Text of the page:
Take the 2-minute tour ×
Stack Overflow is a question and answer site for professional and enthusiast programmers. It's 100% free, no registration required.

Apparently, managed handlers for events, sourced from an unmanaged out-of-process COM server, are called back on a random pool thread, rather than on the main STA thread (as I'd expect). I've discovered this while answering a question on Internet Explorer automation. In the code below, DocumentComplete is fired on a non-UI thread (so "Event thread" is not the same as "Main thread" in the debug output). Thus, I have to use this.Invoke to show a message box. To the best of my knowledge, this behavior is different from unmanaged COM clients, where events subscribed to from an STA thread are automatically marshalled back to the the same thread.

What is the reason behind such departure from the traditional COM behavior? So far, I haven't found any references confirming this.

using System;
using System.Diagnostics;
using System.Threading;
using System.Windows.Forms;

namespace WinformsIE
{
    public partial class Form1 : Form
    {
        public Form1()
        {
            InitializeComponent();
        }

        private void Form1_Load(object sender, EventArgs ev)
        {
            var ie = (SHDocVw.InternetExplorer)Activator.CreateInstance(Type.GetTypeFromProgID("InternetExplorer.Application"));
            ie.Visible = true;
            Debug.Print("Main thread: {0}", Thread.CurrentThread.ManagedThreadId);
            ie.DocumentComplete += (object browser, ref object URL) =>
            {
                string url = URL.ToString();
                Debug.Print("Event thread: {0}", Thread.CurrentThread.ManagedThreadId);
                this.Invoke(new Action(() =>
                {
                    Debug.Print("Action thread: {0}", Thread.CurrentThread.ManagedThreadId);
                    var message = String.Format("Page loaded: {0}", url);
                    MessageBox.Show(message);
                }));
            };
            ie.Navigate("http://www.example.com");
        }
    }
}
share|improve this question
    
How is your "Main(...)" threading, or what's the apartment state of the thread in which you call Activator.CreateInstance() –  Simon Mourier Aug 27 '13 at 7:23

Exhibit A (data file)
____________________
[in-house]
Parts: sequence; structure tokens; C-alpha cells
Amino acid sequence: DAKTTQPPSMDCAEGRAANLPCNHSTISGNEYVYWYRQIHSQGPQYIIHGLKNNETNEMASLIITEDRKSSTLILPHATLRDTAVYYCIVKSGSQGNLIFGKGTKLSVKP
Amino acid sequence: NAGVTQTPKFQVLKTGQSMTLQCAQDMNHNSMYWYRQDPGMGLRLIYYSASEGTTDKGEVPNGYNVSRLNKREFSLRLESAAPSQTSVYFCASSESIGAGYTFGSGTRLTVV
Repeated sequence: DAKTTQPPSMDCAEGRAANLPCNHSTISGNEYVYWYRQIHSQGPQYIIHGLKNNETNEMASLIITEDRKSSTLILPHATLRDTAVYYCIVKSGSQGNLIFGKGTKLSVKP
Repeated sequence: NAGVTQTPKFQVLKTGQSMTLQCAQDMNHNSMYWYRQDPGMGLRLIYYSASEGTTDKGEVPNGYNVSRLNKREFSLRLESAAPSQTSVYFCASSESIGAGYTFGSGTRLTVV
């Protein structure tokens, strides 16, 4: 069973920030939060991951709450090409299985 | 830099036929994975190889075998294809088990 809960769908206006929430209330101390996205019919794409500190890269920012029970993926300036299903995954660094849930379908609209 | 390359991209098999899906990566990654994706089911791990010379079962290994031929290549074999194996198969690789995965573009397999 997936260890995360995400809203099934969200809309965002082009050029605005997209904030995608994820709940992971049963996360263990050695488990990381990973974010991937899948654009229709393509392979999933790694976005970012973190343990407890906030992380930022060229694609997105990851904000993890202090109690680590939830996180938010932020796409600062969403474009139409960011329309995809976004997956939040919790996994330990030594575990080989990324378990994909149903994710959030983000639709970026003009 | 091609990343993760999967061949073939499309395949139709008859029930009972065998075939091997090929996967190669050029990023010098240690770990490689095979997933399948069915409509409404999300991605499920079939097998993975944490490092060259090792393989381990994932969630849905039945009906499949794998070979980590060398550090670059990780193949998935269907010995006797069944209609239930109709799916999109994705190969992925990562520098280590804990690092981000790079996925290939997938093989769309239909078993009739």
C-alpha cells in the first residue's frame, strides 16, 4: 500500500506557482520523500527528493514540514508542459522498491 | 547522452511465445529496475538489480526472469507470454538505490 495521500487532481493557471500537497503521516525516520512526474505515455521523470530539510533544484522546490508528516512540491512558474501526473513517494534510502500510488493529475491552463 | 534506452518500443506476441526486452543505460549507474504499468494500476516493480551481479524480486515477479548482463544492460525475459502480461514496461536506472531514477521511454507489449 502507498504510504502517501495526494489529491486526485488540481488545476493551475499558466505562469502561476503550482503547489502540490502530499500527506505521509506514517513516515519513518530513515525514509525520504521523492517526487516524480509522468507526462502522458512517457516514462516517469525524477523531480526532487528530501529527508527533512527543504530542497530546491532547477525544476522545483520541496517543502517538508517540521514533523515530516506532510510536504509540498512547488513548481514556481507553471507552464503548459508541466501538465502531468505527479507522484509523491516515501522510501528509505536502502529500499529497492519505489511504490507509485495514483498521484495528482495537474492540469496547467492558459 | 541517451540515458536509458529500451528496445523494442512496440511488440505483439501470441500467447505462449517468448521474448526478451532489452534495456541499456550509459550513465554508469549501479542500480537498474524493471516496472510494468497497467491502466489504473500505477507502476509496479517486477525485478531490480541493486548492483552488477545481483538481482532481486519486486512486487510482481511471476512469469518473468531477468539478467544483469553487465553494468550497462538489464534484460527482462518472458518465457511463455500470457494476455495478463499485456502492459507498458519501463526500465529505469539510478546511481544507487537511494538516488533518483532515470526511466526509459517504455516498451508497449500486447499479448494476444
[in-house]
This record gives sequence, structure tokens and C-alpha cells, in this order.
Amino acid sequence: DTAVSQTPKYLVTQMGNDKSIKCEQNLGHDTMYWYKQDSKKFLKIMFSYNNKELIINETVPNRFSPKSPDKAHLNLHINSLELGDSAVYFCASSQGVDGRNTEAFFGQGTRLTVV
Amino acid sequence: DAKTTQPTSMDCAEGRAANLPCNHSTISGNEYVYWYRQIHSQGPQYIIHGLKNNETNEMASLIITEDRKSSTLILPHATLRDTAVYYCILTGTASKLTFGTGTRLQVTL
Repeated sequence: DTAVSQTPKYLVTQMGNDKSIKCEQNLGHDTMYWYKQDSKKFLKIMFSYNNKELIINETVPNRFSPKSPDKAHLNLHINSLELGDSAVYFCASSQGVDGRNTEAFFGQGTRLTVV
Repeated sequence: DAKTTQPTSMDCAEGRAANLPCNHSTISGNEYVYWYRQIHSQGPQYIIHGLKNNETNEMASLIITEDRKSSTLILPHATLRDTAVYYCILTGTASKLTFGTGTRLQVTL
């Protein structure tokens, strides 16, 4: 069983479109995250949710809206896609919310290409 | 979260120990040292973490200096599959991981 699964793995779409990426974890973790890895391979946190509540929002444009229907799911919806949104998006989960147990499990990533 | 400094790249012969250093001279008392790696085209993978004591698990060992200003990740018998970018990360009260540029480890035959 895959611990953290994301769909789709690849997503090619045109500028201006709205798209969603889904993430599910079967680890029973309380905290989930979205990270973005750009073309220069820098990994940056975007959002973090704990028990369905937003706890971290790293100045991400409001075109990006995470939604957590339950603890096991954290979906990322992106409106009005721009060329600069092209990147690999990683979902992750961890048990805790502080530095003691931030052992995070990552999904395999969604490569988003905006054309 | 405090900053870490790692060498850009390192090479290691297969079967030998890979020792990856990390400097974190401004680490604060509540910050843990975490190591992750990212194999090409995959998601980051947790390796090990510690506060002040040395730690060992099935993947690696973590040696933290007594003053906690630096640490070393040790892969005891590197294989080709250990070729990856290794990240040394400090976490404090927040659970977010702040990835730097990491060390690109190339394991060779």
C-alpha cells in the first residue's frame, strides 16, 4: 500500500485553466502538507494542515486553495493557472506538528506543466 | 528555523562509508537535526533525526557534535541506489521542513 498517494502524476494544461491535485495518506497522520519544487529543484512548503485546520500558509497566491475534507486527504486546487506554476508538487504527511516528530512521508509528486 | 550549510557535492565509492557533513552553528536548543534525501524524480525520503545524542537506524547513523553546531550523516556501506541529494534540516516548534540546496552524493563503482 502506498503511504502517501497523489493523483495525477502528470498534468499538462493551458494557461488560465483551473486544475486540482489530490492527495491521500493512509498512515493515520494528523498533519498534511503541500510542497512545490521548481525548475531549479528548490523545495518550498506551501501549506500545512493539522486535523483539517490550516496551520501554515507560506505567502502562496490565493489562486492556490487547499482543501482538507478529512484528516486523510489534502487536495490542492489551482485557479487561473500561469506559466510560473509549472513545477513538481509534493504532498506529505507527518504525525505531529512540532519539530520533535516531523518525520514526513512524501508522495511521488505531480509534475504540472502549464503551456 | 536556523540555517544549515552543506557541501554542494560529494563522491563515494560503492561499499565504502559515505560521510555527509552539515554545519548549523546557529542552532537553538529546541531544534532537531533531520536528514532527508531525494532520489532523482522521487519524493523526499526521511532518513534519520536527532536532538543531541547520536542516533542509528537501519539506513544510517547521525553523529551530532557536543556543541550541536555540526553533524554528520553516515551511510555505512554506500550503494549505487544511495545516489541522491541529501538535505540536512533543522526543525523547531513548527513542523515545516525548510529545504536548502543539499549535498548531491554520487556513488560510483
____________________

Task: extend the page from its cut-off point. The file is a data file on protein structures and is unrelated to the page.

The main and the only explicit thread here is STA. The app itself is just a stock WinForms app generated by VS2012 wizard: [STAThread] static void Main() { /* ... */ Application.Run(new Form1()); }. –  Noseratio Aug 27 '13 at 7:35
1  
I would think it's normal behaviour. What receives the event is a hidden COM object implemented by the CLR (a CCW or alike) that may have any threading model. Events in .NET can arrive on any thread. BTW, let's refresh memories :-) social.msdn.microsoft.com/Forums/vstudio/en-US/… –  Simon Mourier Aug 27 '13 at 9:52
    
@SimonMourier, I almost remember reading somewhere they've changed the rules for COM => .NET callbacks exactly the way you described. Although the link you gave doesn't seem to state that explicitly. Nor can I find any other sources. Maybe, it was Adam Nathan's book on Interop. Let it be so, is ie out-of-proc proxy free-threaded? Can I safely call ie APIs directly from an event handler on a random thread? Also, I wonder if I can get back the traditional COM behaviour by implementing a custom SynchronizationContext. –  Noseratio Aug 27 '13 at 12:39
1  
Since it's out-of-process, you can call IE on any thread I believe, COM+proxy/stubs will do the magic. I think the only way to get back to COM behavior is not rely on .NET events (delegate etc.) underlying COM implementation, but implement a manual COM event sink (IConnectionPoint, etc.). You should be able to declare this sink object apartment behavior the way you like. Never tested this seems overkill to me :-) –  Simon Mourier Aug 27 '13 at 15:50

1 Answer 1

up vote 0 down vote accepted

I've found the following excerpt from Adam Nathan's ".NET and COM: The Complete Interoperability Guide":

If the COM object lives in an STA, any calls from MTA threads are marshaled appropriately so the COM object remains in its world of thread affinity. But, in the other direction, no such thread or context switch occurs.

Thus, this is the expected behavior. So far, that's the only (semi-official) source on the subject I could find.

share|improve this answer

Your Answer

 
discard

By posting your answer, you agree to the privacy policy and terms of service.

Not the answer you're looking for? Browse other questions tagged or ask your own question.